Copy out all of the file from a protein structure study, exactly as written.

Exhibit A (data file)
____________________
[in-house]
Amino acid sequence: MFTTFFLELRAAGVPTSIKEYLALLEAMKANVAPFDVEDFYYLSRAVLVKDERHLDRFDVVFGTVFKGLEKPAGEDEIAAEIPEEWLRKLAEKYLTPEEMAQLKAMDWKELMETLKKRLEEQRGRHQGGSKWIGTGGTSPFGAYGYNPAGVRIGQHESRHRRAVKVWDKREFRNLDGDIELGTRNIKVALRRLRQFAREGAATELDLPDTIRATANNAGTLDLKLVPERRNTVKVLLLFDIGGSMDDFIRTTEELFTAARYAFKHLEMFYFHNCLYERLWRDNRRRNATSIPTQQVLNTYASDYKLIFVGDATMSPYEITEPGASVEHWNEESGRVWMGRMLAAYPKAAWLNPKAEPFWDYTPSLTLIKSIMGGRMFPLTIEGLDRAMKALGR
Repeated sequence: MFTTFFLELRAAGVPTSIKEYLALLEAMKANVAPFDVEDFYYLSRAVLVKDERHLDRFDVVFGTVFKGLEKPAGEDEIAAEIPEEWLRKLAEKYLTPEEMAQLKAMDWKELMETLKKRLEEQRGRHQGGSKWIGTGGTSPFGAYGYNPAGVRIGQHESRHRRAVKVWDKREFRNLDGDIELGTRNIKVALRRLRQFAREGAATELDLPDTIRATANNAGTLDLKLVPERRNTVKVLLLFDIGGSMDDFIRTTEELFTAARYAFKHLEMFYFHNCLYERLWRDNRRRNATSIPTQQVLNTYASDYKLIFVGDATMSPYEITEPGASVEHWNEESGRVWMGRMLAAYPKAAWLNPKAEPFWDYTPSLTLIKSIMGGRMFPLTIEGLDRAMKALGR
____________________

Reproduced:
[in-house]
Amino acid sequence: MFTTFFLELRAAGVPTSIKEYLALLEAMKANVAPFDVEDFYYLSRAVLVKDERHLDRFDVVFGTVFKGLEKPAGEDEIAAEIPEEWLRKLAEKYLTPEEMAQLKAMDWKELMETLKKRLEEQRGRHQGGSKWIGTGGTSPFGAYGYNPAGVRIGQHESRHRRAVKVWDKREFRNLDGDIELGTRNIKVALRRLRQFAREGAATELDLPDTIRATANNAGTLDLKLVPERRNTVKVLLLFDIGGSMDDFIRTTEELFTAARYAFKHLEMFYFHNCLYERLWRDNRRRNATSIPTQQVLNTYASDYKLIFVGDATMSPYEITEPGASVEHWNEESGRVWMGRMLAAYPKAAWLNPKAEPFWDYTPSLTLIKSIMGGRMFPLTIEGLDRAMKALGR
Repeated sequence: MFTTFFLELRAAGVPTSIKEYLALLEAMKANVAPFDVEDFYYLSRAVLVKDERHLDRFDVVFGTVFKGLEKPAGEDEIAAEIPEEWLRKLAEKYLTPEEMAQLKAMDWKELMETLKKRLEEQRGRHQGGSKWIGTGGTSPFGAYGYNPAGVRIGQHESRHRRAVKVWDKREFRNLDGDIELGTRNIKVALRRLRQFAREGAATELDLPDTIRATANNAGTLDLKLVPERRNTVKVLLLFDIGGSMDDFIRTTEELFTAARYAFKHLEMFYFHNCLYERLWRDNRRRNATSIPTQQVLNTYASDYKLIFVGDATMSPYEITEPGASVEHWNEESGRVWMGRMLAAYPKAAWLNPKAEPFWDYTPSLTLIKSIMGGRMFPLTIEGLDRAMKALGR